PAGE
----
SUMMARY: Naoko, the owner of a sushi restaurant, is suffering from insomnia, which leads her to ponder why fish never sleep.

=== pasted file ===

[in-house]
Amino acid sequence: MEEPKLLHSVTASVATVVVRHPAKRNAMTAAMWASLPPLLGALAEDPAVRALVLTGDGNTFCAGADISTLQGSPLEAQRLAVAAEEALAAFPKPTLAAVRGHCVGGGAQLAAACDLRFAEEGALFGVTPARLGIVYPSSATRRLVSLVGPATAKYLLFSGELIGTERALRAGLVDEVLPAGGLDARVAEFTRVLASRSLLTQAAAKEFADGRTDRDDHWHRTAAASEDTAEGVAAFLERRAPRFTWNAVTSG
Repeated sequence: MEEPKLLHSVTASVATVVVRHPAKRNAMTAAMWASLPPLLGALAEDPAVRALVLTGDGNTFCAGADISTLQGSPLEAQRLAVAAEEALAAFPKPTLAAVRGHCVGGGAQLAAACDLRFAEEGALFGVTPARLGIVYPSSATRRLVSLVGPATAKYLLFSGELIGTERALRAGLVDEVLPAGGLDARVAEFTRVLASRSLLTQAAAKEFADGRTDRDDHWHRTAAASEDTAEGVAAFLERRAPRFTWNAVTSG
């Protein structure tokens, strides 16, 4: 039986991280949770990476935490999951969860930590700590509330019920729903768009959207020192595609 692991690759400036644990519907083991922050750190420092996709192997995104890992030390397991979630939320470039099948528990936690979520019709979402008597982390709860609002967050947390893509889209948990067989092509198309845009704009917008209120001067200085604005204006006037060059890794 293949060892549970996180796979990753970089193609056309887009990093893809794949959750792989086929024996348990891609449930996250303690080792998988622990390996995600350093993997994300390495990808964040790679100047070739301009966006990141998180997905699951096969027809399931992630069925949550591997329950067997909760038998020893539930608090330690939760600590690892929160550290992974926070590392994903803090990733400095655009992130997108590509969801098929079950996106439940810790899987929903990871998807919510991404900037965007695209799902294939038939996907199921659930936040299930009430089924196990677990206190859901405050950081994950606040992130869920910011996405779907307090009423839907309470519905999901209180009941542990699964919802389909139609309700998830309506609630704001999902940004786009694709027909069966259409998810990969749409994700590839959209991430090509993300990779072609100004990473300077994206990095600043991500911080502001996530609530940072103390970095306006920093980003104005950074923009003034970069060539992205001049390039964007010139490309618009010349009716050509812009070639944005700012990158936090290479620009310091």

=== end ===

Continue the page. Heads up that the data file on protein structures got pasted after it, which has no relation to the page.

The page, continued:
WHY IT’S HERE: French director Gaelle Denis is a true original and while her work is not always easy to understand, it is nevertheless strangely accessible. Her debut film ‘Fish Never Sleep’ has a dreamlike quality, ironic since it is about an insomniac. Influenced by her four months working at the Kyoto University of Arts, Denis’s film has a Japanese flavour which is accentuated by the vivid use of red and white, instantly suggesting the Japanese flag as well as the guts of the fish we see chopped at the Tsukiji Market, the biggest fish market in the world. Naoko’s philosophising reaches its peak following a symbolic submersion, a theme that Denis would repeat in her following film ‘City Paradise’. ‘Fish Never Sleep’ won the BAFTA for best animated short, its combination of childlike drawings and astonishing use of colour, as well as the mixture of the intangible and hypnotic, making for a very impressive debut from a unique talent.